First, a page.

“This award will inspire me in future years to bring again the message of civility and decency and progress to all of those who, like you, revere the law,” retired Justice Anthony Kennedy promised today as he received the Henry J. Friendly Medal at the American Law Institute’s annual meeting.
Two summers ago, “it seemed to me appropriate to re-read Plato and Aristotle,” Kennedy related, remarking that “it always irritated me that they gave a low grade to democracy” in their evaluations of different forms of governance. The philosophers held this view, Kennedy explained, “because they thought that democracy did not have the capacity to mature.”
“It is our destiny to prove them wrong,” Kennedy continued; “at the moment, we are not doing that.”
In four years, the American Law Institute will celebrate its 100th anniversary. “It should be our aspiration and our hope,” Kennedy said, “that at that point we will have made some recovery in restoring decency and thoughtfulness and honor to our civic discourse. Democracy presumes that there will be a consensus based on thoughtful debate.”
Kennedy observed that the ALI had emerged in the 1920s because American law was “becoming inaccessible” due to the “great outpouring of case decisions and statutes” from the federal government and the then-48 different state judicial systems and legislatures. Through its restatements, which address uncertainties in the law, Kennedy claimed that the ALI prevented the fraying of American law and “did for the American, Anglo-American judicial process and for the law in the 1920s what [William] Blackstone had done 150 years earlier,” with the publication of his legal commentaries on English law.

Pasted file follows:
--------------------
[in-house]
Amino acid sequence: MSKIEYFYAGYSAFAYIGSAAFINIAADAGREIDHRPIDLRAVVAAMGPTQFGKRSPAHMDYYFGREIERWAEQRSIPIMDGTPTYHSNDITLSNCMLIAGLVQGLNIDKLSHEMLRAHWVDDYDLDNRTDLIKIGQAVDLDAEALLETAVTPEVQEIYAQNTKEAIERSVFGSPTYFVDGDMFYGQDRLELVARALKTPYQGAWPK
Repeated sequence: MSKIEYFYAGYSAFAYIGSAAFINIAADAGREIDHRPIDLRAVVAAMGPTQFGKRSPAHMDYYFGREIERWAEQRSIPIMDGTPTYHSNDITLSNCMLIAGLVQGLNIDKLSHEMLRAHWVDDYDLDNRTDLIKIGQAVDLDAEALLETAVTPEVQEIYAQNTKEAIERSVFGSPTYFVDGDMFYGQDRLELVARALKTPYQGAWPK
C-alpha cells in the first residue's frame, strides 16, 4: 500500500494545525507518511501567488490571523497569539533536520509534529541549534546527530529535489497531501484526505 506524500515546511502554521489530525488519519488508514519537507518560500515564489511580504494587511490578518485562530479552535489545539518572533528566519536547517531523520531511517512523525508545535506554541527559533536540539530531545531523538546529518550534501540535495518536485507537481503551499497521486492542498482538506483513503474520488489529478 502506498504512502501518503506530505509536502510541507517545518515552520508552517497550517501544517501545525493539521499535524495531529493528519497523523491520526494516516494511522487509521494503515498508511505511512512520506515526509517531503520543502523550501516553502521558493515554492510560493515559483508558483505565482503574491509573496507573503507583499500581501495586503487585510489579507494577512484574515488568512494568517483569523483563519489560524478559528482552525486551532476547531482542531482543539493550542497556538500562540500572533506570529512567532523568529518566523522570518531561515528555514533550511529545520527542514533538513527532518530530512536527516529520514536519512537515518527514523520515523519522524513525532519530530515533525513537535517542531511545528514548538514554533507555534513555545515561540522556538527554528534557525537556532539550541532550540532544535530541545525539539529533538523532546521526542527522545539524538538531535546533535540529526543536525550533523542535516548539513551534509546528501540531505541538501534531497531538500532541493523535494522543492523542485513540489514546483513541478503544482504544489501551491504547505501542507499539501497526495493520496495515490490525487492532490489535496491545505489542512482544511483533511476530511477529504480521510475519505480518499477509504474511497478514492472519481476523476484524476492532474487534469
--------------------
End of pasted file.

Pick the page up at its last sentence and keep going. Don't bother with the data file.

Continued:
Kennedy recalled one ALI debate over which he presided, describing it as “principled, decent, thoughtful, instructive … and done with the utmost of civility.” Kennedy – calling the ALI, “by its history and by its traditions and by its ethics, … itself a restatement of civility” – urged the institute to “teach and ensure that the rest of our profession knows how thoughtful and decent and rational and polite … your debates are. And the rest of society should know the same thing about the law.”
Before Kennedy spoke, Chief Justice John Roberts presented his former colleague with the award. As if foreshadowing the remarks to come, Roberts praised Kennedy for speaking “consistently and powerfully about the importance of civility in our national dialogue.” Kennedy “has reminded us that freedom is taught, not merely given,” Roberts continued, “and he has devoted his time and considerable energy to asking all Americans to remember that.”
Justice Brett Kavanaugh, who succeeded Kennedy on the bench, was present but did not make remarks.
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